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Bearded irises don't bloom? Time to divide

Blue irises
These blue irises are family heirlooms and have been blooming consistently for more than a century -- divided and replanted all along the way. (Photos: Debbie Arrington)

This easy-care perennial benefits from division, replanting

Divide and bloom; that’s the secret to bearded irises.

They’re such a persistent (and fast-growing) perennial, they need to be divided every three years or so. Otherwise, their rhizomes – their thick fleshy roots – overcrowd each other. If too crowded, they don’t bloom.

If your bearded irises have not bloomed in more than a year (but still look relatively healthy), they likely need to be divided.

Traditionally, August is the best time to divide and replant irises in Sacramento. With a slight break in the heat and smoke expected later this week, now may be a good time to tackle your iris beds.

Division and replanting are the only major work these easy-care plants need. So, a little TLC now will pay off for years to come.

Dig up the main clump; some rhizomes will look old and withered. Cut those off and discard. The other segments can be cut or broken apart. Make sure there’s at least one “fan” of leaves on each segment to be replanted. Trim the leaves to about 4 to 6 inches long. And, if you know, write on the leaves the iris variety or color. (A Sharpie works well for this.) This helps keep them sorted when you replant – and when you share irises with friends.

Preparation of the planting bed will assure beautiful blooms for several seasons to come. Even though irises are planted very shallow, dig down at least 10 to 12 inches and work the soil, breaking up any large clumps. Spade in some well-aged compost and bone meal to promote big flowers and root development.

Bronze irises
These bronze irises are eye-catching. In Sacramento, irises are
best divided and replanted in August.

Irises appreciate good drainage and full sun. If your soil is heavy clay, add some coarse sand along with the compost and bone meal. Don’t use high-nitrogen fertilizers on irises; it promotes lots of leaves but no flowers.

To replant, form two parallel trenches with a ridge down the middle. Put the rhizomes on top of the ridge with their stringy roots running down into the trenches on either side. Space each rhizome about 12 to 18 inches apart.

The plants will grow (and rhizomes increase) in the direction the fans of leaves are pointing. Arrange the rhizomes so their fans are all pointing (at least generally) the same direction; that keeps them from overcrowding too quickly. If arranged in a circle, place the fans pointing away from the center.

Once placed, gently press the rhizomes into that ridge, making sure the top of the rhizomes will be just above soil level. Then, fill in the side trenches with soil.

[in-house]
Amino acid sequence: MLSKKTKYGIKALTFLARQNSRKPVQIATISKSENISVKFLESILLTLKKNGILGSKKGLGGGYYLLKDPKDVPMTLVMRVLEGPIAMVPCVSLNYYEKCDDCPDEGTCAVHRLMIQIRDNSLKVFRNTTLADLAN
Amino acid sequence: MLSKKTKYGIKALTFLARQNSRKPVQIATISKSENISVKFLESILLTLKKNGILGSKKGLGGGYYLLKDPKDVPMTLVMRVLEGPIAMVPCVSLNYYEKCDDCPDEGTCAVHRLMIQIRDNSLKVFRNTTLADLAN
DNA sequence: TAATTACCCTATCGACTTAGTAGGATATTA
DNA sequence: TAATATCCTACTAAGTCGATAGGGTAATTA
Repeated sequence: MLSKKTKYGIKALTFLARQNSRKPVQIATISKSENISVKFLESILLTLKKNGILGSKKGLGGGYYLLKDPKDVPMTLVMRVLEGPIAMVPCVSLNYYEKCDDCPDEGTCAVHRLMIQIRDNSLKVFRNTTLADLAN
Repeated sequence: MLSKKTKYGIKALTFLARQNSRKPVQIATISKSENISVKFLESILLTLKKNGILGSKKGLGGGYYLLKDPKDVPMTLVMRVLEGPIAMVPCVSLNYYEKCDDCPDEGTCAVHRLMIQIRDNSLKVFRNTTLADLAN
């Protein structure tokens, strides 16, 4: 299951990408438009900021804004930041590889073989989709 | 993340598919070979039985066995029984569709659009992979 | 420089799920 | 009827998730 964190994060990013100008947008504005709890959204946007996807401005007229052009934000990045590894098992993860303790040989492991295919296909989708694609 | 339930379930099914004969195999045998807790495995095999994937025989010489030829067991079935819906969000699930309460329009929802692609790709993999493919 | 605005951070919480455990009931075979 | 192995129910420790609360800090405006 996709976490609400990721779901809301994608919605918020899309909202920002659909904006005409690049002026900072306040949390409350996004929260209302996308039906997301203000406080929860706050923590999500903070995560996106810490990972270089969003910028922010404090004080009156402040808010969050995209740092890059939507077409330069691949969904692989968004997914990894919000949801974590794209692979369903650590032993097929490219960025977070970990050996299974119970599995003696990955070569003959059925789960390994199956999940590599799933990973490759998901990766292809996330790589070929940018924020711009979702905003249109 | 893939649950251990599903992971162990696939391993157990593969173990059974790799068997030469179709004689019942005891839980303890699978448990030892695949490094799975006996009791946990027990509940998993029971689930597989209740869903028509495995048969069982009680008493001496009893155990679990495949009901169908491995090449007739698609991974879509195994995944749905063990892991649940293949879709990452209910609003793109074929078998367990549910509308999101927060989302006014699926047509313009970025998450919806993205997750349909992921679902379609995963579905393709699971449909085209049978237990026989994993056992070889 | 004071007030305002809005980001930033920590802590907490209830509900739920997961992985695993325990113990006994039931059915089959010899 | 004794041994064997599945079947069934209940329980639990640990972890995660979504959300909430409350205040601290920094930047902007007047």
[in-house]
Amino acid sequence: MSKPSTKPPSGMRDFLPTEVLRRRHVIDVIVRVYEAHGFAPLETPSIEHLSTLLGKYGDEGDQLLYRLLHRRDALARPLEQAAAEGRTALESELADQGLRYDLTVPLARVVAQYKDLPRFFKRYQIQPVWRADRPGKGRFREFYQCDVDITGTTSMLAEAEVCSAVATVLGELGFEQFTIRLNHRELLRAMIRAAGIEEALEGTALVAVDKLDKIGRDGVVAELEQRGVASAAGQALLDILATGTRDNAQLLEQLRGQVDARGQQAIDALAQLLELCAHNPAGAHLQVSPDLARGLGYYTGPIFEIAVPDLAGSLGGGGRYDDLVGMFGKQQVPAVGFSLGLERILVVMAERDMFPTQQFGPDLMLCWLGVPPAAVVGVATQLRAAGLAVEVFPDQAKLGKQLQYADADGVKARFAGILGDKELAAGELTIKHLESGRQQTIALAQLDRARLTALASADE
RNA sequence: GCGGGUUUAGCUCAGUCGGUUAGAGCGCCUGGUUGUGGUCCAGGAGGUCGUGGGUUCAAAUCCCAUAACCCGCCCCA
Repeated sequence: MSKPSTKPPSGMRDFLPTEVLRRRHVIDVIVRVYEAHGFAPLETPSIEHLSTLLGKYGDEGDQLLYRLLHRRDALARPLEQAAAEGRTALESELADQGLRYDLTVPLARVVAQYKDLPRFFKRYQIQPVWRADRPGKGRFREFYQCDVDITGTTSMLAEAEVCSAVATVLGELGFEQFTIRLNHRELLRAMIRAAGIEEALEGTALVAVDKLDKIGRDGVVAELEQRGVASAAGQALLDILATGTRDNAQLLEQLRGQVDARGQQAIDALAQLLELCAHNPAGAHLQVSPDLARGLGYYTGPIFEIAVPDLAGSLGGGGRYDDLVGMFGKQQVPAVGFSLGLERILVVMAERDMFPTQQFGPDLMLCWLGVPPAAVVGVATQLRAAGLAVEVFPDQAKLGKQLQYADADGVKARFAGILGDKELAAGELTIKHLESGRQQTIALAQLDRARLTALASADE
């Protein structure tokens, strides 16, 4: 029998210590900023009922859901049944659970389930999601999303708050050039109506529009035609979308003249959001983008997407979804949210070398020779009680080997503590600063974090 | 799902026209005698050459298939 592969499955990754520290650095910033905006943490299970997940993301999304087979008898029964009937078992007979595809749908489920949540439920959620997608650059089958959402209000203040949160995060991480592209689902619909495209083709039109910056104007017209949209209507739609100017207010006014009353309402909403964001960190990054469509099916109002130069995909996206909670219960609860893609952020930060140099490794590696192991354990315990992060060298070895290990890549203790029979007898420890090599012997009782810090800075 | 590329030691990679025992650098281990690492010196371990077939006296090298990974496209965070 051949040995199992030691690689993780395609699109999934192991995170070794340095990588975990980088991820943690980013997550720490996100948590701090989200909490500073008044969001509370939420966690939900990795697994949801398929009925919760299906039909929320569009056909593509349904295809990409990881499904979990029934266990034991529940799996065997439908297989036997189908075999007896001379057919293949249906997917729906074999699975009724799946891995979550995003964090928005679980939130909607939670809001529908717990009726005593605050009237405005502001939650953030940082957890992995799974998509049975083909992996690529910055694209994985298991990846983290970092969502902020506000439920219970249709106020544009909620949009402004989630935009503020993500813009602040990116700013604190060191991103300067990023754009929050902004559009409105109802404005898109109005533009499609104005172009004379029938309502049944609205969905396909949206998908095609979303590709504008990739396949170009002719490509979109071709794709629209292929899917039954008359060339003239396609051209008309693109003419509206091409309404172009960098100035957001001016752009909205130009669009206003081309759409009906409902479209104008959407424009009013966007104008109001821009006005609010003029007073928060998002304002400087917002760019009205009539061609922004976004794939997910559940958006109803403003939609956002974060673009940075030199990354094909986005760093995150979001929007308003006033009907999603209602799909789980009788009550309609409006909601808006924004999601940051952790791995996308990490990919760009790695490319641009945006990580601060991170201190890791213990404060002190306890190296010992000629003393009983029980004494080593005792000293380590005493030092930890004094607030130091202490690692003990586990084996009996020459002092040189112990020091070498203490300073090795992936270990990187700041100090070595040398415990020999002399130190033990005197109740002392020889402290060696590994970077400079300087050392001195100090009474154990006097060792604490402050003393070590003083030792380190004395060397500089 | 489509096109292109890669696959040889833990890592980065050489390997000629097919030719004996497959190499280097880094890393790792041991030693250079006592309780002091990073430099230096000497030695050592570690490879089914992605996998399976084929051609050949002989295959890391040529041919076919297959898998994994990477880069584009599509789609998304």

Water deeply – and wait. The rhizomes will start producing fresh leaves in early fall. Water the plants occasionally so they don’t dry out, but otherwise leave them alone.

And remember to share some of those freshly dug irises with friends. One large clump can produce several new plants – many more than is needed to replant the same space. Those extra rhizomes should be replanted within two weeks.

For more on irises: .


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Dig In: Garden Checklist

For week of March 19:

Spring will start a bit soggy, but there’s still plenty to do between showers:

* Fertilize roses, annual flowers and berries as spring growth begins to appear.

* Watch out for aphids. Wash off plants with strong blast from the hose.

* Pull weeds now! Don’t let them get started. Take a hoe and whack them as soon as they sprout.

* Prepare summer vegetable beds. Spade in compost and other amendments.

* Prune and fertilize spring-flowering shrubs after bloom.

* Feed camellias at the end of their bloom cycle. Pick up browned and fallen flowers to fight blossom blight.

* Feed citrus trees as they start to blossom.

* Cut back and fertilize perennial herbs to encourage new growth.

* Seed and renovate the lawn (if you still have one). Feed cool-season grasses such as bent, blue, rye and fescue with a slow-release fertilizer. Check the irrigation system and perform maintenance. Make sure sprinkler heads are turned toward the lawn, not the sidewalk.

* In the vegetable garden, transplant lettuce and kale.

* Seed chard and beets directly into the ground.

* Plant summer bulbs, including gladiolus, tuberous begonias and callas. Also plant dahlia tubers.

* Shop for perennials. Many varieties are available in local nurseries and at plant events. They can be transplanted now while the weather remains relatively cool.

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